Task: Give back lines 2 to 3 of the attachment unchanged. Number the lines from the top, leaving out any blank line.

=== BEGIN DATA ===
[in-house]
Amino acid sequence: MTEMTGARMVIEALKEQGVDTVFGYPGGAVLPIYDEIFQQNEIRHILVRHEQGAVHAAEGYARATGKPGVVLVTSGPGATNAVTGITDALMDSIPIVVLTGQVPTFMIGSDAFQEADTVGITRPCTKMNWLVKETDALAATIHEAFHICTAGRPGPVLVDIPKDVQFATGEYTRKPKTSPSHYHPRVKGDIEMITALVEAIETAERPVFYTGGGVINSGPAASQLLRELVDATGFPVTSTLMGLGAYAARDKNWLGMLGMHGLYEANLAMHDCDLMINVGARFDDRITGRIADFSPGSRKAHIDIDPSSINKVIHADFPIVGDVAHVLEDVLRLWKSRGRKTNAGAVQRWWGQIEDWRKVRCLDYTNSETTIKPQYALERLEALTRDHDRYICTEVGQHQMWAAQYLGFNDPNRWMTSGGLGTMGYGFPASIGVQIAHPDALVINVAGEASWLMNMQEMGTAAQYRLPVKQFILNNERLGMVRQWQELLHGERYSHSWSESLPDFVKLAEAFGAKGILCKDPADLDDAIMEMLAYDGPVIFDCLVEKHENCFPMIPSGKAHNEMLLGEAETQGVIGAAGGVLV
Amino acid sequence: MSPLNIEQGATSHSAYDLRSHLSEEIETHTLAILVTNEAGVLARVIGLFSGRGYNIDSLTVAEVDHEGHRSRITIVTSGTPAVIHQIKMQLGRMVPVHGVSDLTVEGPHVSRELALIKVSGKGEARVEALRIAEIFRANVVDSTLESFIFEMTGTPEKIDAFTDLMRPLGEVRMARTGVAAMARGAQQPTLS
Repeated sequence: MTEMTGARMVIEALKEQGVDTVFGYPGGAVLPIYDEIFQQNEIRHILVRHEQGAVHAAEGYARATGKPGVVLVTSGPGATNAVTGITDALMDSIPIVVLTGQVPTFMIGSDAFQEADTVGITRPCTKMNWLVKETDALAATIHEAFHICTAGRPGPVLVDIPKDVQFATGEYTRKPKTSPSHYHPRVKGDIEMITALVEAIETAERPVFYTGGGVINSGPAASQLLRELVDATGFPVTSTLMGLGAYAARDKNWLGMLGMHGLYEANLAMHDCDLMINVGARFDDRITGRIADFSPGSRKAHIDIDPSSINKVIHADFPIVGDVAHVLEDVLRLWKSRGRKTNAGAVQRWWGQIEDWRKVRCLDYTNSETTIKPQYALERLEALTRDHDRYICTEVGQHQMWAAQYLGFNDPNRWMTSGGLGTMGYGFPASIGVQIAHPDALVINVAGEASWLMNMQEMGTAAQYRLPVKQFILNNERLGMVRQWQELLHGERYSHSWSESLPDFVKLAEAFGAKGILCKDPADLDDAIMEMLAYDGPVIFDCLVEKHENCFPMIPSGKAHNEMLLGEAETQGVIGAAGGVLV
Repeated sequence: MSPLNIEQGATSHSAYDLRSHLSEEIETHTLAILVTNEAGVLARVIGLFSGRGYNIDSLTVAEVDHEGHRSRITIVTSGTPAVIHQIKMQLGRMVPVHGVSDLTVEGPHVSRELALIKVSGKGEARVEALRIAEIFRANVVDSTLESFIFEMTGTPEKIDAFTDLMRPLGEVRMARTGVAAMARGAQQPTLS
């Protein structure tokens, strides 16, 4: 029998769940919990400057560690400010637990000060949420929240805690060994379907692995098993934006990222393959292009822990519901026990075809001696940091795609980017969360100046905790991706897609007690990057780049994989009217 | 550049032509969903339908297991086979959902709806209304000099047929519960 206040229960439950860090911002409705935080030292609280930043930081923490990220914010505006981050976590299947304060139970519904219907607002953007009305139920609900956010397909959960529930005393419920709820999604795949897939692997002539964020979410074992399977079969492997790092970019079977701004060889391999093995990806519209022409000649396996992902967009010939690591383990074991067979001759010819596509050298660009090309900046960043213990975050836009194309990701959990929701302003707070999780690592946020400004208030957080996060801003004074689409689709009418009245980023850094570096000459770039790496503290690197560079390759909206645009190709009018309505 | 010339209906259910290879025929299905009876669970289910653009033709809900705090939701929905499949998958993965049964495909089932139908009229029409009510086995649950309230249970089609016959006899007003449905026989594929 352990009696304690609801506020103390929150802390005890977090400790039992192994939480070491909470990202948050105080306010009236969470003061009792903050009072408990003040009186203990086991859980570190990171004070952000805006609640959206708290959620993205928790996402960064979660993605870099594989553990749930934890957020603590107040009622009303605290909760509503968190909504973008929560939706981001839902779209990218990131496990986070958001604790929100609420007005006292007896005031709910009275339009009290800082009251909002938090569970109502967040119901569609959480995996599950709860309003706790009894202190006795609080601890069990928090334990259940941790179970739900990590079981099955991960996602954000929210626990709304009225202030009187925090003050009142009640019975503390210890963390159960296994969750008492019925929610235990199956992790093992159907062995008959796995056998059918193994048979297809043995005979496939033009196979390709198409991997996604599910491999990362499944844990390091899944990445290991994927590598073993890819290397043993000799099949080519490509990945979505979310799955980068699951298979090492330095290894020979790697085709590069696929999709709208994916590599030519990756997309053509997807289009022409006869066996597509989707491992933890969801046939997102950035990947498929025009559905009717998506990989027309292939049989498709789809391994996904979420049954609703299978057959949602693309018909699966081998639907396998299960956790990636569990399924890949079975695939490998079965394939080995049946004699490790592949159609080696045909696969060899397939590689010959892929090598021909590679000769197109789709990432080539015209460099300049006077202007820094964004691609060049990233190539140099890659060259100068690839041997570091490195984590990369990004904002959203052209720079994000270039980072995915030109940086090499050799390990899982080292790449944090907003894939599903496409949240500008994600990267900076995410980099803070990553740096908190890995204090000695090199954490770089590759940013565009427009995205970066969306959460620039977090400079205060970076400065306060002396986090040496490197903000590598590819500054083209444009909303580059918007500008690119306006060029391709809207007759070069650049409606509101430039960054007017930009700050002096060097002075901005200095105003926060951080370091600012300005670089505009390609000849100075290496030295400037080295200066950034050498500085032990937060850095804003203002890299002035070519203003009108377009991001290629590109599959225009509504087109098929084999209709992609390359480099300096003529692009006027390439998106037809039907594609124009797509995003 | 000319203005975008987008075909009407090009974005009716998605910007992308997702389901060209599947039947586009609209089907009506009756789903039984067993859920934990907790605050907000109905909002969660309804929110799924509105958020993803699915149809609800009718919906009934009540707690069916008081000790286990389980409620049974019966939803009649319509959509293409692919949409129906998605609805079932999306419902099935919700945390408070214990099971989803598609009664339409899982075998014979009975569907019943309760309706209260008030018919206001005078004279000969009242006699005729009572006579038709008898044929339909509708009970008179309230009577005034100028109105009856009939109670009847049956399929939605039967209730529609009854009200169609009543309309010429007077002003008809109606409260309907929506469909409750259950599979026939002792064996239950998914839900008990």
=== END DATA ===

Amino acid sequence: MTEMTGARMVIEALKEQGVDTVFGYPGGAVLPIYDEIFQQNEIRHILVRHEQGAVHAAEGYARATGKPGVVLVTSGPGATNAVTGITDALMDSIPIVVLTGQVPTFMIGSDAFQEADTVGITRPCTKMNWLVKETDALAATIHEAFHICTAGRPGPVLVDIPKDVQFATGEYTRKPKTSPSHYHPRVKGDIEMITALVEAIETAERPVFYTGGGVINSGPAASQLLRELVDATGFPVTSTLMGLGAYAARDKNWLGMLGMHGLYEANLAMHDCDLMINVGARFDDRITGRIADFSPGSRKAHIDIDPSSINKVIHADFPIVGDVAHVLEDVLRLWKSRGRKTNAGAVQRWWGQIEDWRKVRCLDYTNSETTIKPQYALERLEALTRDHDRYICTEVGQHQMWAAQYLGFNDPNRWMTSGGLGTMGYGFPASIGVQIAHPDALVINVAGEASWLMNMQEMGTAAQYRLPVKQFILNNERLGMVRQWQELLHGERYSHSWSESLPDFVKLAEAFGAKGILCKDPADLDDAIMEMLAYDGPVIFDCLVEKHENCFPMIPSGKAHNEMLLGEAETQGVIGAAGGVLV
Amino acid sequence: MSPLNIEQGATSHSAYDLRSHLSEEIETHTLAILVTNEAGVLARVIGLFSGRGYNIDSLTVAEVDHEGHRSRITIVTSGTPAVIHQIKMQLGRMVPVHGVSDLTVEGPHVSRELALIKVSGKGEARVEALRIAEIFRANVVDSTLESFIFEMTGTPEKIDAFTDLMRPLGEVRMARTGVAAMARGAQQPTLS